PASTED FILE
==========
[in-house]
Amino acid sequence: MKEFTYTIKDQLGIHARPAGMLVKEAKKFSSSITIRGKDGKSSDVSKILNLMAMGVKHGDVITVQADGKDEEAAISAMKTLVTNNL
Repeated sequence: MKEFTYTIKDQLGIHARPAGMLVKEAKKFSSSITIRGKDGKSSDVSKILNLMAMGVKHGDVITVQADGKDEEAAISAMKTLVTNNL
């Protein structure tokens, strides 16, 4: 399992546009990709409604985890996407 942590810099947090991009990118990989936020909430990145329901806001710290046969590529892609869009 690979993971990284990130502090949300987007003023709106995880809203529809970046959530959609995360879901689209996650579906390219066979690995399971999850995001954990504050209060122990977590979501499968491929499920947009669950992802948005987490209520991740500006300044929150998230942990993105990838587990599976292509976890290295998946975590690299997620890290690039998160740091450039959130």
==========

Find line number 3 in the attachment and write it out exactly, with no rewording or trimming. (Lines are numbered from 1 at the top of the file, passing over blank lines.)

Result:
Repeated sequence: MKEFTYTIKDQLGIHARPAGMLVKEAKKFSSSITIRGKDGKSSDVSKILNLMAMGVKHGDVITVQADGKDEEAAISAMKTLVTNNL